Prisoners set to sue over cell beatings

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The Independent Online
Three of the six men who staged the attempted escape from Whitemoor prison in 1994 are to sue the Prison Service over beatings they allegedly received after being recaptured.

Danny McNamee and Liam McCotter, both IRA prisoners, and Andrew Russell, an armed robber, are seeking damages over injuries sustained during up to five hours of alleged assaults during which they claim they were kicked, punched, and hit with batons by prison officers in a cell called the Strongbox.

Despite prison service assurances that the men were unscathed after their capture, The Independent has obtained pictures taken by Cambridgeshire police which show that at least two, McNamee, 36, and Russell, 34, were injured.

Two other IRA would-be escapees, Liam O'Duibhir, 34, and Peter Sherry, 31, were taken into custody by the police and were untouched. A fifth IRA terrorist, Paul Magee, 48, allegedly suffered injuries after his capture, but is taking no action.

The two worst injured were Russell and McNamee, who is understood to be initiating the action partly because he believes it will give him an opportunity to air claims that his original conviction - for the 1982 Hyde Park bomb which killed four people - was unsafe. He has always proclaimed his innocence.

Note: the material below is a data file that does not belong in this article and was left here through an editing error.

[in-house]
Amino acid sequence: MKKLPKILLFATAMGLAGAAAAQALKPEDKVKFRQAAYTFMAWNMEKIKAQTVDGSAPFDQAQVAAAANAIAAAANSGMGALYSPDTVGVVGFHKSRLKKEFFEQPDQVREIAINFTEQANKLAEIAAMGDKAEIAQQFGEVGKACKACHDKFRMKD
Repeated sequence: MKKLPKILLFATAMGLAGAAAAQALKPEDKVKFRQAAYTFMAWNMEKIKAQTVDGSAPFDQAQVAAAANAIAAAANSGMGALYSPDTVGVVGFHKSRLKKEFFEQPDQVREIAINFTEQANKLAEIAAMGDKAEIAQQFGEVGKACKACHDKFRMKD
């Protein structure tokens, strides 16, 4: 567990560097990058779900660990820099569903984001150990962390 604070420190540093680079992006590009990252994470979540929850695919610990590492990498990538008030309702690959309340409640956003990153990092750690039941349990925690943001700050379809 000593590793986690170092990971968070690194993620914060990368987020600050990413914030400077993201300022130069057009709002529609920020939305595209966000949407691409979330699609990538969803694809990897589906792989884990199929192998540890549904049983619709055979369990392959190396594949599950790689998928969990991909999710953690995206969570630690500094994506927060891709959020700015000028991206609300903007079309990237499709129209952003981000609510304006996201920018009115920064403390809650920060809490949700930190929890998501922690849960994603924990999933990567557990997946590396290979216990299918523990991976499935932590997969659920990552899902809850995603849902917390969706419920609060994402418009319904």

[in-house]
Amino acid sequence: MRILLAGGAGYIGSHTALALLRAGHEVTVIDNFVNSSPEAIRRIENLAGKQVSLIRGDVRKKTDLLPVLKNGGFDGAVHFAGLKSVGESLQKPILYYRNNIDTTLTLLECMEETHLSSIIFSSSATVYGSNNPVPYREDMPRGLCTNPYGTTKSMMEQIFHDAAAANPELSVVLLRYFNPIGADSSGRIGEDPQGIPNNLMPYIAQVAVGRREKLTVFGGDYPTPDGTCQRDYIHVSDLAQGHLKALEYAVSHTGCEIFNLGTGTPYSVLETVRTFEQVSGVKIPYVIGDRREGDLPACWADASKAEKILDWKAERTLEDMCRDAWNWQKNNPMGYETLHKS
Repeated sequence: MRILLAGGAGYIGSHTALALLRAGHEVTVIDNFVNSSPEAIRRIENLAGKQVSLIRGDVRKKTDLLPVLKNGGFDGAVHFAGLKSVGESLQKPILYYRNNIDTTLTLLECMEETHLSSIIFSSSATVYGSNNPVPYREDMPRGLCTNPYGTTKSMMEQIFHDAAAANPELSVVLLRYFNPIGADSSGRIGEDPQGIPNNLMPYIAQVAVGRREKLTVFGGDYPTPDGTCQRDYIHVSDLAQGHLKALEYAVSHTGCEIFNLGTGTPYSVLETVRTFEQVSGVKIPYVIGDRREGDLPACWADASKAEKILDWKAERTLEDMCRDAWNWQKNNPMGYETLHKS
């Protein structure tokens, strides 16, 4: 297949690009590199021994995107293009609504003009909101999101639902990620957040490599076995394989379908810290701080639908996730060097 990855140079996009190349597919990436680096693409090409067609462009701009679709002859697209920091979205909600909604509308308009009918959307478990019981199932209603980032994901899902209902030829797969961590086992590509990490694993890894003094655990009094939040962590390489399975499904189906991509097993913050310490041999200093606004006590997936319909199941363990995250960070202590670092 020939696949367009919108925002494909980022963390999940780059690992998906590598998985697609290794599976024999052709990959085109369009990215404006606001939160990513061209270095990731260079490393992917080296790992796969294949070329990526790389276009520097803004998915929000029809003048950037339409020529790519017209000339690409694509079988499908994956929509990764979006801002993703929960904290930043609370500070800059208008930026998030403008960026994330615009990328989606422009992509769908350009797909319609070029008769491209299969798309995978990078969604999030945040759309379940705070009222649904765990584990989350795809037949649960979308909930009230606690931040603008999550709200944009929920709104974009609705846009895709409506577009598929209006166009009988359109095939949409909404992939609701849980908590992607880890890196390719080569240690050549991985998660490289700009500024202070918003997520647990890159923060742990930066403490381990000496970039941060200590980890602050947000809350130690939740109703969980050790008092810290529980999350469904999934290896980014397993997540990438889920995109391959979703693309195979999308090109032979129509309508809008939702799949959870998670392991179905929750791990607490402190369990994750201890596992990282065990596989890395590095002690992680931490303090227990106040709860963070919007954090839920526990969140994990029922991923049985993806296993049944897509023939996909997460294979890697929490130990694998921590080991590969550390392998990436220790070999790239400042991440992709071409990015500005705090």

"I don't think he'll be interested in any money that might come along," said his brother, Francis, who lives in Crossmaglen in the Irish Republic. "When the escape trial broke down last week [because a prejudicial story was published in the London Evening Standard], he was pleased he wouldn't have to face another sentence, but he was disappointed, too, that he would not be able to show that he shouldn't have been in jail in the first place."

The pictures, taken four days after the breakout, show McNamee with bruising to his face and body, with two gashes on his head that required stitches.

Russell suffered multiple cuts and bruises to his head, body and face, including a haemorrhage in his right eye and a torn ligament in an arm. In a statement taken after the beating, he alleges that one prison officer sat on his back and arms while pulling up his head by the hair so another officer could kick him in the face, head and shoulder. It is understood a report on his injuries written by a Home Office doctor talks of boot imprints on his face.

"They were systematically tortured," a member of his family said, adding that Russell had decided to take on the Prison Service to prevent future beatings for others.

A prison-service spokesman said: "Allegations of assault were investigated by Cambridgeshire police at the time and no charges were brought."

Cambridgeshire police said the allegations were "fully investigated but no evidence was found to support them".